Top Three Tips for Buying Your First Classical Guitar

Back in January this year I published a blog post on selecting a new guitar. I thought I would update this a little, partly to complement my recent post on my top seven dos and don’ts for beginner guitarists and partly in response to a number of emails I’ve been receiving recently seeking advice about purchasing a classical guitar for the first time.

So here we are, my top three tips for the newbie would-be classical guitarist….

Allan Bull Spruce Top Classical Guitar

(1) If you want to play classical guitar you’ll need, yep you guessed it, a classical guitar. This is the quintessentially “Spanish”-type guitar (like the photo) fitted with nylon strings. Not steel strings. Well, strictly speaking a set of classical guitar strings contains three treble strings (these are the three highest pitched strings, or the three strings furthest away from you when holding the guitar) made of nylon (or carbon also these days) and three bass strings made of nylon tightly wound with a metal compound.

And it’s really not advised to go whacking nylon strings onto a guitar intended for steel strings, and definitely not vice versa. Without getting to much into it this is all to do with tension across the body of the guitar, the soundboard (the front of the guitar) and the neck.

And the classical guitar is not the same as a flamenco guitar – these guitars are built a little differently, have slightly different materials and generally produce a different kind of sound. They’re really geared to the playing of flamenco style music. So if you’re interested in playing flamenco or even other folk/ world music types you may want to do a little research into the best kind of guitar to get for the music you really want to play.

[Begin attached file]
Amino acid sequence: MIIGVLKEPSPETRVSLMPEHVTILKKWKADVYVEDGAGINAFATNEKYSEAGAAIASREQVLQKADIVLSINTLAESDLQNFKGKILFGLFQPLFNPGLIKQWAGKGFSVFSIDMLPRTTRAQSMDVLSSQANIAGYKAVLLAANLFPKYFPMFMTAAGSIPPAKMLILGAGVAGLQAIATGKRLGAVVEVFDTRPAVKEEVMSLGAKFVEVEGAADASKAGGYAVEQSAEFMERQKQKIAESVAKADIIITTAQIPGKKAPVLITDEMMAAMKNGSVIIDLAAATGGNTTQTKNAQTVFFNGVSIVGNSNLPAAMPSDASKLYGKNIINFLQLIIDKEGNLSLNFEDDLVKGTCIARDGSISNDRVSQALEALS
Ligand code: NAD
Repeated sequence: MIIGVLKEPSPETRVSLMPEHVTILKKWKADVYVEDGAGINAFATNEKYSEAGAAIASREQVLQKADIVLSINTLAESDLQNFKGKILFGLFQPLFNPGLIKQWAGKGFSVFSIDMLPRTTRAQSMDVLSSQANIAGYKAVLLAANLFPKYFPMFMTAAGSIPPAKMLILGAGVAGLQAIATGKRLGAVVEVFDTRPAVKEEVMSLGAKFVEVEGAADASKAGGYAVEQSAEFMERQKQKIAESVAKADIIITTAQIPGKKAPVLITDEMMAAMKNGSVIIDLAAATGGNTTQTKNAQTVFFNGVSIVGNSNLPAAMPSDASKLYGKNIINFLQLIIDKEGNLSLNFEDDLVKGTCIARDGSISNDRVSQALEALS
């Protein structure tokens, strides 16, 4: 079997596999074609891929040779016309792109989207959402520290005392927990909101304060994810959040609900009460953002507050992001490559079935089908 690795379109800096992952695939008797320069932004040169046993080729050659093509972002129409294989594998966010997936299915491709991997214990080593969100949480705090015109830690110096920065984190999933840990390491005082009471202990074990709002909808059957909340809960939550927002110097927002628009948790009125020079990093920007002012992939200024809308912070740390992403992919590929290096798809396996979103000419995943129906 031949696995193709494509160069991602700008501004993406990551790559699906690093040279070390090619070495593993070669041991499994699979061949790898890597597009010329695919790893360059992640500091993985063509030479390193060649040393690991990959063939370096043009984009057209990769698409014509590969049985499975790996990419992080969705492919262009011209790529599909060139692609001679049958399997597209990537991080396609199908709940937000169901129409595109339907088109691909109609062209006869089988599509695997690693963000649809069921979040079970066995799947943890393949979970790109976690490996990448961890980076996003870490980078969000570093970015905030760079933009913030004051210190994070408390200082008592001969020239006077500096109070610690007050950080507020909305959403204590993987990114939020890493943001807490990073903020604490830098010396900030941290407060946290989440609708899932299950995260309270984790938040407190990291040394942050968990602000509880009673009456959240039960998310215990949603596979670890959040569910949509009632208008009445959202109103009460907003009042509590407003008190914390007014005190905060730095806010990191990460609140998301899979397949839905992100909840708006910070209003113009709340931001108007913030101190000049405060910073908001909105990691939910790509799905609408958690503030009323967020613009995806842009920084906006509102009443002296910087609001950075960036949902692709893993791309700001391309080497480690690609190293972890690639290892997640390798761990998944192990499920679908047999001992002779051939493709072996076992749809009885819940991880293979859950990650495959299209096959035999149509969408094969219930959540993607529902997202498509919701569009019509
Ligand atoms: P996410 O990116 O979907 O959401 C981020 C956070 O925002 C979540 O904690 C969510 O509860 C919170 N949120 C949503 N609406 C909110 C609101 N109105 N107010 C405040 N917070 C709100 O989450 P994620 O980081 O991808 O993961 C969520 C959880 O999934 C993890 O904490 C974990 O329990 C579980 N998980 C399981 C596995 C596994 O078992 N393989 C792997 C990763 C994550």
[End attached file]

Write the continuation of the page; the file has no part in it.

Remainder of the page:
(2) Always play the guitar you have in mind, even better yet try a few different ones out. It may sound good on paper (or screen), seem like a good deal or look real pretty in the picture, but we all know that we can be disappointed by things that are not quite as good as they seem in real life compared to the picture or bought something off of the internet that turned out to be a little bit NQR (not quite right).

I would avoid, if at all possible, purchasing a guitar via the internet from either a shop or eBay or wherever, without having played the instrument in question first. If you play it first you can find out if you really like it, like the sound, like the feel of it, even the look of it in real life. This is too avoid that “ahh this is a little bit too heavy, too big/ deep a body, or too wide a neck shape for your hands” thing. Or the “I really don’t like how this sounds” thing when you now own the thing that isn’t shaped right for you or sounds like poo to your ears.

And try a few different guitars out. Classical guitars may all look the same but there can be considerable variation in how they feel to play and how they sound, even at the entry, “value for money” end of the market.

Yours Truly Playing John Price Cedar Top Concert Guitar